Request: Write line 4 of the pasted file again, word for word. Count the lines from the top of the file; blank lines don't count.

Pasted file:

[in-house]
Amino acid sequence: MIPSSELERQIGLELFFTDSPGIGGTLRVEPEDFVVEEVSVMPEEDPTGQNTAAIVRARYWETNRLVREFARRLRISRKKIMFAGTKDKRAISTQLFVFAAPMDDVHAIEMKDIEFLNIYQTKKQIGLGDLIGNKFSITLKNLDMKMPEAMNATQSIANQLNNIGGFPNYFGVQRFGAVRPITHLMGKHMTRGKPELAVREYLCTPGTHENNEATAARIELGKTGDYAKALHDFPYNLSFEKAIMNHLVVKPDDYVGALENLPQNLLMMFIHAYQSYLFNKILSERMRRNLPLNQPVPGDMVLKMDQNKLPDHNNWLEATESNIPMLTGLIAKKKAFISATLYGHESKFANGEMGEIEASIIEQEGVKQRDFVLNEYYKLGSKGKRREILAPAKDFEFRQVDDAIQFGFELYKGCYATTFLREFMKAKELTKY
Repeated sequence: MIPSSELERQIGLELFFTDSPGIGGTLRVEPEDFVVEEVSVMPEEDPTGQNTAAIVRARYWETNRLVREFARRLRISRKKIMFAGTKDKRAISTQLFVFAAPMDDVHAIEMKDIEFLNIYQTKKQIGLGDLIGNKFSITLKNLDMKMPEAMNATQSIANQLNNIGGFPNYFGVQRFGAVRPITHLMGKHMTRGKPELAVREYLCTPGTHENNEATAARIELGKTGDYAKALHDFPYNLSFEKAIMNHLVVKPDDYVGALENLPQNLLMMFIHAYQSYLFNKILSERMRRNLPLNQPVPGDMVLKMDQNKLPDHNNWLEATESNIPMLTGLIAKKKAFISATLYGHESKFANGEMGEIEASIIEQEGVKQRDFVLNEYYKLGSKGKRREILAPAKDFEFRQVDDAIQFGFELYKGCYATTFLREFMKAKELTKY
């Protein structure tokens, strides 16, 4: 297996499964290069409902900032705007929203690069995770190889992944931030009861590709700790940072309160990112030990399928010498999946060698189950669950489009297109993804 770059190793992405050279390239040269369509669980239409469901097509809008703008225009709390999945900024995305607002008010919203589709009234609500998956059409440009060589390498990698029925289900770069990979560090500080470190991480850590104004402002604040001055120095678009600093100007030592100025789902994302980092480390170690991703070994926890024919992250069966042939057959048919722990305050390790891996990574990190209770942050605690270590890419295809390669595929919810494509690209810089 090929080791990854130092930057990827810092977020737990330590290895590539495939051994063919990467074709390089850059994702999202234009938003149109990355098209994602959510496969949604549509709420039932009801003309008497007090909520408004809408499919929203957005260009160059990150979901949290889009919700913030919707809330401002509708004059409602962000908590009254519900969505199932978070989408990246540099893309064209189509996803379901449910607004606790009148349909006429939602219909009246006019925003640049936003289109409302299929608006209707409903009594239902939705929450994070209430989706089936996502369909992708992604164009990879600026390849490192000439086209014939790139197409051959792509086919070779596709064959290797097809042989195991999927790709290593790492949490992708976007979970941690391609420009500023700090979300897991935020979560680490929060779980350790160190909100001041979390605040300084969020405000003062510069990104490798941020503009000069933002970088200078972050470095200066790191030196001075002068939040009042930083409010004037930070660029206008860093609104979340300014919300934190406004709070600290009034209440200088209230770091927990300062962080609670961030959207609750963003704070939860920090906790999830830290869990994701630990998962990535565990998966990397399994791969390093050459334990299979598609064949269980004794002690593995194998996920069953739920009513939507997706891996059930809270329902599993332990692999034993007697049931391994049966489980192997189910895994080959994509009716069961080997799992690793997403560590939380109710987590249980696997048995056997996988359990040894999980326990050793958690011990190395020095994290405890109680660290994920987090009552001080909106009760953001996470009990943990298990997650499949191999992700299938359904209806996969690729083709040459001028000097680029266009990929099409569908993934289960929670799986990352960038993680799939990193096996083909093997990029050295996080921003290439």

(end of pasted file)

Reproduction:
């Protein structure tokens, strides 16, 4: 297996499964290069409902900032705007929203690069995770190889992944931030009861590709700790940072309160990112030990399928010498999946060698189950669950489009297109993804 770059190793992405050279390239040269369509669980239409469901097509809008703008225009709390999945900024995305607002008010919203589709009234609500998956059409440009060589390498990698029925289900770069990979560090500080470190991480850590104004402002604040001055120095678009600093100007030592100025789902994302980092480390170690991703070994926890024919992250069966042939057959048919722990305050390790891996990574990190209770942050605690270590890419295809390669595929919810494509690209810089 090929080791990854130092930057990827810092977020737990330590290895590539495939051994063919990467074709390089850059994702999202234009938003149109990355098209994602959510496969949604549509709420039932009801003309008497007090909520408004809408499919929203957005260009160059990150979901949290889009919700913030919707809330401002509708004059409602962000908590009254519900969505199932978070989408990246540099893309064209189509996803379901449910607004606790009148349909006429939602219909009246006019925003640049936003289109409302299929608006209707409903009594239902939705929450994070209430989706089936996502369909992708992604164009990879600026390849490192000439086209014939790139197409051959792509086919070779596709064959290797097809042989195991999927790709290593790492949490992708976007979970941690391609420009500023700090979300897991935020979560680490929060779980350790160190909100001041979390605040300084969020405000003062510069990104490798941020503009000069933002970088200078972050470095200066790191030196001075002068939040009042930083409010004037930070660029206008860093609104979340300014919300934190406004709070600290009034209440200088209230770091927990300062962080609670961030959207609750963003704070939860920090906790999830830290869990994701630990998962990535565990998966990397399994791969390093050459334990299979598609064949269980004794002690593995194998996920069953739920009513939507997706891996059930809270329902599993332990692999034993007697049931391994049966489980192997189910895994080959994509009716069961080997799992690793997403560590939380109710987590249980696997048995056997996988359990040894999980326990050793958690011990190395020095994290405890109680660290994920987090009552001080909106009760953001996470009990943990298990997650499949191999992700299938359904209806996969690729083709040459001028000097680029266009990929099409569908993934289960929670799986990352960038993680799939990193096996083909093997990029050295996080921003290439």